Article

A Water Quality Snapshot

by Brendan Bane

Aug. 22, 2013—Nitrate levels in the waters of Santa Cruz County have decreased since last year, according to the Coastal Watershed Council’s 2013 Snapshot Day report, with the number of test sites not meeting state water quality standards having fallen from 16 percent last year to 7 percent this year. The word on other pollutants is mixed: The percentage of test sites exceeding the standard for E. coli concentration stayed the same at 29 percent, but more sites exceeded the standard for orthophosphate and total coliform concentration than last year.

“The big, general, difficult question to answer,” explained CWC Executive Director Greg Pepping, anticipating the question, “is how is our water doing? The answer is always a mixed bag. In some cases we have pretty pristine water. In some places, it’s pretty dirty.”

Another figure emerging from the report: more than 30 extra volunteers joined the Snapshot Day effort this year.

The annual report is compiled from data collected during the annual water-monitoring event hosted each May by the CWC, which relies on an unconventional method to acquire its data—sending forth citizen scientists to collect samples.

When Snapshot Day calls, people of the county don rain boots, equip themselves with scientific instruments and venture toward waterways to perform tests. This year they monitored 70 testing sites across 40 coastline miles from Waddell Creek to the Pajaro River.

The Offenders
Nitrates and orthophosphates aren’t always dangerous. You can find those chemicals in plants and dirt, but they’re also in fertilizers and detergents. When enough of them accumulate in water (to about 30ppm), fish begin to show signs of poisoning. High concentrations can create aquatic dead zones, where marine life is absent, and algal blooms may spring up. Because of their potentially toxic qualities, both nutrients are benchmark molecules for water assessment.

Coliform bacteria thrive almost everywhere. E. coli (one kind of coliform bacteria) thrives mostly in human and animal waste. While they are not necessarily harmful, those organisms can signal the presence of dangerous pathogens that are harder to detect.

The Results
Only 7 percent of sites exceeded the allowable standard for nitrate levels, and just two sites came close to 30ppm. Two beach sites near the Pajaro Dunes (an area that also measured high last year) came close to the toxic level. CWC program coordinator Debie Chirco-Macdonald speculates the area’s agriculture may be the cause. “All the Watsonville sloughs flow through the Pajaro Valley,” said Chirco-Macdonald. “They run through urbanized areas and croplands, and some of the contributors are animal waste, detergents and fertilizers.”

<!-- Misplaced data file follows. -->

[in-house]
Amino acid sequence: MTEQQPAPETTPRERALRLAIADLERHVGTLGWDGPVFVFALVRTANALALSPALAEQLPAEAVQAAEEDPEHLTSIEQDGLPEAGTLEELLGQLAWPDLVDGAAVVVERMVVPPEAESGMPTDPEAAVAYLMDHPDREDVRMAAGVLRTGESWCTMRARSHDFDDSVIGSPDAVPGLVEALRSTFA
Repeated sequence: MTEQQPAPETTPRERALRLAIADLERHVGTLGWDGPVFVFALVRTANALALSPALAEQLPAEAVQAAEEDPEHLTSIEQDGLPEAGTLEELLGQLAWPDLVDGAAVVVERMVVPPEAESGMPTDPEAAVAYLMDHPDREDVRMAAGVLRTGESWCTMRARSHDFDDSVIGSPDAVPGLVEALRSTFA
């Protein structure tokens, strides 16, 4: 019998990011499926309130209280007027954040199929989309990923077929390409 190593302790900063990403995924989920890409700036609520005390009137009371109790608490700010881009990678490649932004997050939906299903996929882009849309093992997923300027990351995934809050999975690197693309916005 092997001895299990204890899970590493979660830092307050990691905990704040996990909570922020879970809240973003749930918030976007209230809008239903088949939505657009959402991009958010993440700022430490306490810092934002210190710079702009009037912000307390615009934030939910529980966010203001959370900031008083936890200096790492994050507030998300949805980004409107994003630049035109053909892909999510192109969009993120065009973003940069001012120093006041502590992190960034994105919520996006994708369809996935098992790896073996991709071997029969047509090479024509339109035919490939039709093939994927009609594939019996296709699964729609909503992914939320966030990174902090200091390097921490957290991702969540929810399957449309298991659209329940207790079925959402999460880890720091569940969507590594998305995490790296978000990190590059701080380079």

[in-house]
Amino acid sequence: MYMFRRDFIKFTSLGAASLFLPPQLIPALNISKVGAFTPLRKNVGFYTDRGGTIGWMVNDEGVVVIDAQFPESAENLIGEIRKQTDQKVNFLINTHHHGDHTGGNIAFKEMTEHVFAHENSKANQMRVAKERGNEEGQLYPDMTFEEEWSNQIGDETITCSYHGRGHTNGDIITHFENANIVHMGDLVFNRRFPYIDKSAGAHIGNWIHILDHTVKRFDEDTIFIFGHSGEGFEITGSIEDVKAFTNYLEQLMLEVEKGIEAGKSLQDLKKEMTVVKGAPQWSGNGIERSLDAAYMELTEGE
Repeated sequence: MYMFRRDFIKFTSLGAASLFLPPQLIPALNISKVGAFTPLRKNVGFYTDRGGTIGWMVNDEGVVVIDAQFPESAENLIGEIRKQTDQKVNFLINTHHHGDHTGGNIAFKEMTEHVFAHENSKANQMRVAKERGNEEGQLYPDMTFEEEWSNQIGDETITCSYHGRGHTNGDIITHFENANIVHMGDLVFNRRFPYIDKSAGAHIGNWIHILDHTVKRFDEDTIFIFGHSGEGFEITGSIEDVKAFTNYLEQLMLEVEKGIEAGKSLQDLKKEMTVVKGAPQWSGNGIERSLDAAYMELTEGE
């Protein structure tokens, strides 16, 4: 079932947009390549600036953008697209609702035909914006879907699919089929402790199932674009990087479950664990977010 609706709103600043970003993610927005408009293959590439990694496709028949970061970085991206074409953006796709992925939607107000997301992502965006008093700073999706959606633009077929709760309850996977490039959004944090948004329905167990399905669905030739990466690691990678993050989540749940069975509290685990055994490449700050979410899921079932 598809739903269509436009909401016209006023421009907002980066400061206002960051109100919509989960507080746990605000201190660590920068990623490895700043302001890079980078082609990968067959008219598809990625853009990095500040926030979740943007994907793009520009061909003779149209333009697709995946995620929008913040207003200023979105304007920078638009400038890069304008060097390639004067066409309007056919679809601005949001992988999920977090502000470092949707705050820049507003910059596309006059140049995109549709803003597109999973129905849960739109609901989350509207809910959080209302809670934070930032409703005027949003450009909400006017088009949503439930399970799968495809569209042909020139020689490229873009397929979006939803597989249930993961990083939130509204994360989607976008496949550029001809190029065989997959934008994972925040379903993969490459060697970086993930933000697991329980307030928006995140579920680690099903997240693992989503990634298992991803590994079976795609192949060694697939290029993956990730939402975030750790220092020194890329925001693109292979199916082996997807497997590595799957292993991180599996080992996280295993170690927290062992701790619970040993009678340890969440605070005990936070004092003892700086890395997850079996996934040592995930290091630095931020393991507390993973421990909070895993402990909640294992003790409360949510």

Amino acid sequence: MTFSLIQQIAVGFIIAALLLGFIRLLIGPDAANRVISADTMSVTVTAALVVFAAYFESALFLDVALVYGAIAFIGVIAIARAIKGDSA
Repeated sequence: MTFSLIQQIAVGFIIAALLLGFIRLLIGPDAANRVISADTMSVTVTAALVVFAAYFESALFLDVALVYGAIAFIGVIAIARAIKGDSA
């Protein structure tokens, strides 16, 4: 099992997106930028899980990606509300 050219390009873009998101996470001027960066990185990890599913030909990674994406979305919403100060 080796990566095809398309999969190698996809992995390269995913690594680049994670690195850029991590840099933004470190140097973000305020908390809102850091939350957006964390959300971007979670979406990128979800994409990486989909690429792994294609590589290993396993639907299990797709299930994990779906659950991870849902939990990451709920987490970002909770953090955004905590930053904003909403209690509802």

The orthophosphate standard was exceeded at 20 percent of sites. Struve Slough (also in Watsonville) came in with the highest count, measuring over five times that standard.

The Bacteria
Chirco-Macdonald said she is optimistic about the E. coli results. “When I look at E. coli, which is a great indicator of water quality, I see that much of our watersheds are in pretty good shape.” The majority of sites, at 71 percent, were below the standard. Three sites did reach levels of concern. Noble Gulch, which drains to Soquel Creek, Pilkington Creek by the Santa Cruz Museum of Natural History, and a small creek near Davenport, were the worst offenders. All three also scored poorly last year, with Pilkington showing a dramatic rise in E. coli count. The majority (80 percent) of sites assessed were below the total coliform standard.

What Does It Mean?
Because Snapshot Day takes place over the course of a single day, it represents only a pixel in a much larger picture of water quality. But the information is still valuable, and Snapshot Day isn’t the only event of its kind. CWC executive director Pepping shared his aspiration for cooperation among other water monitoring events. “We hope to share data with the city and county,” he said. “We have a part of the story, and they have a part of the story—we want to fuse those together to achieve a bigger picture.”

When asked about the best way to clean up our water, Pepping explained that the pollution stems not from one large source but from many small contributors, and that the best fix may be efforts like Snapshot Day, where people are engaged on an individual basis.

“The problem is what we call nonpoint source pollution, meaning that bit by bit we’re making our rivers dirtier,” he said. “But the beauty of it is that bit by bit we can make a difference.”

Click here for the 2013 Snapshot Day report.

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